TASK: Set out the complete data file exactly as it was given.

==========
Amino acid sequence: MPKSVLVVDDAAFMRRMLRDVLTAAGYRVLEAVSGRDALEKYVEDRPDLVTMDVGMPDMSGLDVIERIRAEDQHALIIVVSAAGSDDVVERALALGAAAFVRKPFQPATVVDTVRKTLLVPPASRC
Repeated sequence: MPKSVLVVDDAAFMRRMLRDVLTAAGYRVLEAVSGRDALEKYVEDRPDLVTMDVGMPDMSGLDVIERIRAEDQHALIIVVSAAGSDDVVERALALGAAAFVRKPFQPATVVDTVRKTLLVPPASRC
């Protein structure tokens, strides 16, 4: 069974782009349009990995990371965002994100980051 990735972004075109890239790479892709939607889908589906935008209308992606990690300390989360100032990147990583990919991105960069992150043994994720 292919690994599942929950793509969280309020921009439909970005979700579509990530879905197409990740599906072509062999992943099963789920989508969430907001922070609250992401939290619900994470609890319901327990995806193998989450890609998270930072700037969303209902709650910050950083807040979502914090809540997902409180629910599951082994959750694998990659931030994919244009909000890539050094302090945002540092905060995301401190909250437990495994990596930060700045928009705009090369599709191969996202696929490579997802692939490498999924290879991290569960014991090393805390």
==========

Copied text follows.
Amino acid sequence: MPKSVLVVDDAAFMRRMLRDVLTAAGYRVLEAVSGRDALEKYVEDRPDLVTMDVGMPDMSGLDVIERIRAEDQHALIIVVSAAGSDDVVERALALGAAAFVRKPFQPATVVDTVRKTLLVPPASRC
Repeated sequence: MPKSVLVVDDAAFMRRMLRDVLTAAGYRVLEAVSGRDALEKYVEDRPDLVTMDVGMPDMSGLDVIERIRAEDQHALIIVVSAAGSDDVVERALALGAAAFVRKPFQPATVVDTVRKTLLVPPASRC
């Protein structure tokens, strides 16, 4: 069974782009349009990995990371965002994100980051 990735972004075109890239790479892709939607889908589906935008209308992606990690300390989360100032990147990583990919991105960069992150043994994720 292919690994599942929950793509969280309020921009439909970005979700579509990530879905197409990740599906072509062999992943099963789920989508969430907001922070609250992401939290619900994470609890319901327990995806193998989450890609998270930072700037969303209902709650910050950083807040979502914090809540997902409180629910599951082994959750694998990659931030994919244009909000890539050094302090945002540092905060995301401190909250437990495994990596930060700045928009705009090369599709191969996202696929490579997802692939490498999924290879991290569960014991090393805390």